While many of these brands have performance review strategies in place, many brands struggle to help employees rise to top level jobs. Only 40 percent said they have a strong talent pipeline and succession pool for executive positions.

Employer improvement

Luxury brands work hard to develop an image for consumers, but they should also work to develop an employer brand. Using marketing to attract prospective employees will make the recruitment process easier and help brands hold onto their top talent.

Kering careers portal

Kering talent portal

Like consumer marketing plans, this involves telling stories and finding the right channels to broadcast them.

BCG also suggests developing “strategic workforce planning,” looking at their goals and skills necessary to accomplish them and then analyzing the difference between the supply and demand.

Digital-wary brands also need to embrace online channels to find candidates. This means accepting applications online and making the process as easy as possible, a similar concept to creating a streamlined ecommerce path.

Being present on social media to develop an image will also bolster the brand for prospective employees. To spread word about openings, brands can use job forums, their Web sites and email.

Identifying future executives early also offers an advantage to a brand. Forming bonds with top schools to find interns who can become future employees is one tactic.

columbia.Lv team

Columbia and Parsons students presenting a luxury marketing strategy for Louis Vuitton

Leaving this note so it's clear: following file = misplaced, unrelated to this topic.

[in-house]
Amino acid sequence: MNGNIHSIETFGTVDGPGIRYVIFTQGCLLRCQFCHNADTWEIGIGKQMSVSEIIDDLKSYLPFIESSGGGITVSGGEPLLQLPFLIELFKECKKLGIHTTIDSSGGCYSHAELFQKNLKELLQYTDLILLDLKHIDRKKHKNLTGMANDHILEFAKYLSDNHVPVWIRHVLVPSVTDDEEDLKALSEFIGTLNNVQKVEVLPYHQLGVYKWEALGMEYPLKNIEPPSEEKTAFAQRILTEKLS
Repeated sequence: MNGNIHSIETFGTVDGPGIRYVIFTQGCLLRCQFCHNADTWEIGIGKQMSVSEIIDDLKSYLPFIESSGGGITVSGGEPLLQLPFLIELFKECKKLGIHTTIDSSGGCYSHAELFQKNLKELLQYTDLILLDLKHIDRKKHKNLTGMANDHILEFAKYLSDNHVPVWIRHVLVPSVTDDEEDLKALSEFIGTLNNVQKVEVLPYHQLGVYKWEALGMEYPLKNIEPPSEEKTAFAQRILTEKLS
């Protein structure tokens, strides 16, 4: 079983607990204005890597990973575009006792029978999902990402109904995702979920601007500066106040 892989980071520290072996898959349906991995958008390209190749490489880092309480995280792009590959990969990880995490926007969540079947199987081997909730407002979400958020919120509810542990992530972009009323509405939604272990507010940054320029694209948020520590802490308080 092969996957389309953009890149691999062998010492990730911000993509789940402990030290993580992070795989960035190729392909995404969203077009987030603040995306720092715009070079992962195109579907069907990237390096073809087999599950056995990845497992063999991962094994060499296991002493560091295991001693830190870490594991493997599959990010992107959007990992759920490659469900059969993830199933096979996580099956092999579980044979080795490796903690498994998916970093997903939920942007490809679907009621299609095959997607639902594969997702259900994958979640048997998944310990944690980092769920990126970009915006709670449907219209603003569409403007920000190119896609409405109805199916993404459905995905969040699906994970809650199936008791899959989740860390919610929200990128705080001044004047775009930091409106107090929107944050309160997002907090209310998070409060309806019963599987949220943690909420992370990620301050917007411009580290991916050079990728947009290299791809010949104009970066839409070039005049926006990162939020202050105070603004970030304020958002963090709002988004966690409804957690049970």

Another is finding talent that will be successful among current junior level employees and candidates and then making sure they have the necessary training and mentoring to rise through the ranks of the company. For luxury brands that cater to women, helping female employees enter management will help get the perspective of the consumer.

Common bond
According to a Wealth-X report, luxury industry insiders appear to be less optimistic about the state of their business, with 6 percent of respondents saying they though their market share was going to drop. In the previous quarter, none surveyed believed the same.

One of the hurdles identified by those surveyed was personnel issues, which 34 percent selected as the biggest challenge. This was followed by decreased demand and competition (see story).

LVMH Moët Hennessy Louis Vuitton is also looking to create a pipeline of bilingual retail employees through a new training program.

The French conglomerate is looking to better serve its Mandarin-speaking consumers traveling abroad with a new training program for Chinese Americans.

LVMH teamed up with Parsons the New School for Design and the Chinese-American Planning Council to design a program to teach recently immigrated Chinese Americans luxury retail skills, which includes an internship at a LVMH brand store. Through this program, LVMH will be able to connect with Chinese tourists in their native language and deliver enhanced customer service (see story).

For brands already adept at marketing to consumers, marketing to prospective employees should follow a similar approach.

"In essence...companies should apply many similar lenses to developing a product consumer brand," Ms. Willersdorf said.

"They need to answer key questions such as: What is our positioning as an employer? Who is/are our target candidate/s? How do we target them?" she said. "Companies will also need to use some of the same tools, for example, comprehensive consumer research--survey, interviews, focus groups with existing and perspective employees, candidate segmentation and then developing specific strategies for those segments and using a multichannel approach to market themselves as employers.

"While there does have to be consistency between the positioning of the 'fashion brand' and the 'employee brand,' the distinct needs of employees are in no way mirror images of consumers’ needs."

Final Take
Sarah Jones, editorial assistant on Luxury Daily, New York